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mountains > features > save the himalyas

Save the Himalyas

Posted: 20 Apr 2001

by Sujaya Misra

Sujaya Misra talks to the veteran campaigner for the mountains.

In the middle of the last century and English adventurer named Wilson arrived in the Garwhal hills very near the source of the Ganga, India's holiest river. He killed and stuffed rare birds and exported them. Etiquette demanded he pay obeisance the Raja of Tehri, so he went and took with him 400 gold coins.

The Raja was astonished and delighted to see so much gold, for his own wealth was really in the form of food and grains, and asked Wilson the source of this bounty. When the latter explained, the Raja called Wilson his golden bird. "Oh, there's much more money to be got," said Wilson. "Allow me to cut the trees of the Himalayas and the timber can make us a fortune."

The Raja agreed, and he and Wilson soon became rich, exploiting the Ganga's current to send down timber to the plains. Wilson married a local girl and himself took on the honorific of Raja. The real Raja too, was pleased and everyone lived happily ever after.

But not quite. Sadly, this is no fairy tale but a true story, and "Raja" Wilson is known today as one of the first people to start the process of deforestation and environmental degradation in the mountains of North India. Not just Garwhal, but most of the Himalayas today is under threat. While a century ago the excuse could be said to be greed without knowledge of the consequences, now, however, the greed is compounded by indifference, or worse.
Sunderlal Bahaguna
Sunderlal Bahaguna
© Lorne Stockman


Spearheading the "Save the Himalayas" movement is Sunderlal Bahaguna, an activist and campaigner all his life. Bahaguna firmly believes that change and development must take into consideration the people it will affect. His famous "Chipko" (literally "stick to") movement drew a spontaneous following; when trees were to be felled the people refused to allow it and hugged the trees. Women were the most adamant. Their protest was successful and the trees were left alone.

Dam busting

Currently, Bahaguna is fighting to prevent the building of the Tehri Dam. A Ghandian, he believes firmly in non-violence. His form of protest was a fast which lasted for 49 days at which point the Prime Minister of India agreed to discuss the issue. Sadly, it is not resolved, with the government now trying to renege on its promise (see box).

Sunderlal Bahaguna is not against development, but for development that is sustainable. He has first hand knowledge of the Himalayas, and has walked from one end to the other: his "Great Himalayan March" covered thousands of kilometres. "The Himalayas are bleeding on account of aggressive development," he says and lists four activities which are very harmful. "The first is the building of large dams. This is killing rivers, changing the ecology and displacing people."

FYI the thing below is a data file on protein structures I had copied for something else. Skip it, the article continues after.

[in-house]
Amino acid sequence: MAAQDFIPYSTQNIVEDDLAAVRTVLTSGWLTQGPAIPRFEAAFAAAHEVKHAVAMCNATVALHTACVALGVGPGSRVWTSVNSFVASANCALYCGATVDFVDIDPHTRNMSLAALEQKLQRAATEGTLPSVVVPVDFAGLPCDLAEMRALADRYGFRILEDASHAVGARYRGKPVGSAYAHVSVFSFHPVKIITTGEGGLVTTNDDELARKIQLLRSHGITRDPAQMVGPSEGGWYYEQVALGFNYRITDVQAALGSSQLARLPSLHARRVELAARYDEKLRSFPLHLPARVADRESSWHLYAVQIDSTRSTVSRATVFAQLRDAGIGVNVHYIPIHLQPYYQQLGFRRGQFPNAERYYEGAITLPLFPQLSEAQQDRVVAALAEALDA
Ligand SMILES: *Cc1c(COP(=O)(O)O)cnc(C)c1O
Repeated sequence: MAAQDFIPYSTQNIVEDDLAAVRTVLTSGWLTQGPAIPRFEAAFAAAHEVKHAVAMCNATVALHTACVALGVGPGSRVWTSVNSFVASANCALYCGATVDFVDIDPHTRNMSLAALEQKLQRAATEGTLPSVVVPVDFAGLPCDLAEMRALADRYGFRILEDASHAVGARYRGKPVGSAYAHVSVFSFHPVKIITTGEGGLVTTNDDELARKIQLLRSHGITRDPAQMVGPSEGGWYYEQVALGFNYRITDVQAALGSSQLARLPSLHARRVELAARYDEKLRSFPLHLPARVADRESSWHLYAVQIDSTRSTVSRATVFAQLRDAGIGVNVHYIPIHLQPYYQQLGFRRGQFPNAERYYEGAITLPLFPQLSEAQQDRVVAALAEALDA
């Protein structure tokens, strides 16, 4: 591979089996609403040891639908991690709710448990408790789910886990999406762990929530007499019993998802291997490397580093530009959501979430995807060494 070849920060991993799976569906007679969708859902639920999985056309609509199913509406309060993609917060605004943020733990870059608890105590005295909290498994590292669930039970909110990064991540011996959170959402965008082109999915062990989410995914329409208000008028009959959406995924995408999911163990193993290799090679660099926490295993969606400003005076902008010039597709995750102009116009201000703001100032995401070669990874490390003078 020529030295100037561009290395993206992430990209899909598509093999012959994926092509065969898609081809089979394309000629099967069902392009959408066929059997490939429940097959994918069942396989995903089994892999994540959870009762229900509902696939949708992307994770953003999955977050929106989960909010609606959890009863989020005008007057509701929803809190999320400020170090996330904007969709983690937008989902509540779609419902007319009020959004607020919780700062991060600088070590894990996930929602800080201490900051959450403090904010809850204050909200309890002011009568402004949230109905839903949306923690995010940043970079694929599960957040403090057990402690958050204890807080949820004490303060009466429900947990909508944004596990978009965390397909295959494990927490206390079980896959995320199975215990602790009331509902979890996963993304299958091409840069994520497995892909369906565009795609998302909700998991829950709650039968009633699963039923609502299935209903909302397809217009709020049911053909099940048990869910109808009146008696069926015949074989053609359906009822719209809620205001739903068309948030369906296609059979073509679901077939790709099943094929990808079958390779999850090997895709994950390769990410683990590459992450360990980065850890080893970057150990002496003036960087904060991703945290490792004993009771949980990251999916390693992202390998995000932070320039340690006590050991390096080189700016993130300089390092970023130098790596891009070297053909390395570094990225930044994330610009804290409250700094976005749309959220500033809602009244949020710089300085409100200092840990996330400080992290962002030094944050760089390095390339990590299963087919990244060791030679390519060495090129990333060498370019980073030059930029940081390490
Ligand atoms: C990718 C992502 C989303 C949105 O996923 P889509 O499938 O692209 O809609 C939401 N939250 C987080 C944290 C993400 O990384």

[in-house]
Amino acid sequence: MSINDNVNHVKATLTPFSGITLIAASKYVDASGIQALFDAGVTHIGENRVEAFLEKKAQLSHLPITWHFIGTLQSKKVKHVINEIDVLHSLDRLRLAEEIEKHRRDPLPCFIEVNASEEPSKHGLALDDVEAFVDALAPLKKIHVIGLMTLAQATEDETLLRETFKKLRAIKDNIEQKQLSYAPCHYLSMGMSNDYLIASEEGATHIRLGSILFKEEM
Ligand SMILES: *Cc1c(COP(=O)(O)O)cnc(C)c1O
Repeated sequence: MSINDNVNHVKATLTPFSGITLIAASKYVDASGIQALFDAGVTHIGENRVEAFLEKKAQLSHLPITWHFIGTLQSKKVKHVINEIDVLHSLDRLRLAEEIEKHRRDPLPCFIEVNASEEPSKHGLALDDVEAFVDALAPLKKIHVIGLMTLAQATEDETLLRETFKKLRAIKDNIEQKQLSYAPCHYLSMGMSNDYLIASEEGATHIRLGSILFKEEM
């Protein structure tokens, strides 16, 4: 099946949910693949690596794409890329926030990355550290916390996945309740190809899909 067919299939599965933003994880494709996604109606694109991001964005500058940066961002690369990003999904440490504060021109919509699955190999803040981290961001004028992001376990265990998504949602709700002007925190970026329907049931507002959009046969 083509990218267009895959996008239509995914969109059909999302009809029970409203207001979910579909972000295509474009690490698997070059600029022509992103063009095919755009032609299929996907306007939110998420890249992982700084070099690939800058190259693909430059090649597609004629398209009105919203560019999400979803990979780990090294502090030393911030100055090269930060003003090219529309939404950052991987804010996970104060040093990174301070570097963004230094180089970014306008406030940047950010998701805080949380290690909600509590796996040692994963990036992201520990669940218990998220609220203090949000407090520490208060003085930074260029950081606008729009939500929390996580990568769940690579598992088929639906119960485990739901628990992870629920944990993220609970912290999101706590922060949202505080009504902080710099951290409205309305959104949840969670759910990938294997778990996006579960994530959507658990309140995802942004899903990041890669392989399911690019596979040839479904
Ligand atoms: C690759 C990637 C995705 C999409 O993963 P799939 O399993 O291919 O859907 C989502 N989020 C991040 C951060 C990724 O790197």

The second is mining, "Which is skinning the mountains." He cites the example of the hillsides around Dehra Doon where extensive limestone mining went on for years. "What was the home of the basmati rice was turned into desert."

The third problem is deforestation. "Today only the bones of the hills remain," he says, "the flesh and blood has gone. A century ago the hills exported over thirty things, such as fruits, herbs and honey. They had a surplus and could barter. Now we have soil erosion and people are compelled to keep moving."

Bahaguna lists luxury tourism as the fourth problem of the Himalayas. "For our government the dollar is god and they will do anything for it.



Snow clad peaks rising to 19,000 feet in Sagarmatha (Mount Everest) National Park. Excessive tourism is disrupting the delicate ecological balance of the Himalayas.
© John McEachern/IUCN


For centuries the people lived a life of austerity and took very little. There is a vast difference in the mentality of a tourist and a pilgrim. Even the rich when on a pilgrimage live like fakirs. Earlier the visitors were pilgrims and they did not stay. They bought "sattu" (a porridge) which they just mixed with water. Now they need tea and fast food; at Gomukh, the "cow's mouth" - a cave in the glacier which is the source of the Ganga and a famous pilgrimage spot, there are seven tea shops burning 200 litres of kerosene a day. Earlier the glacier was near Gangotri, but now it is 19 kms away. It has receded 800 metres in just four years."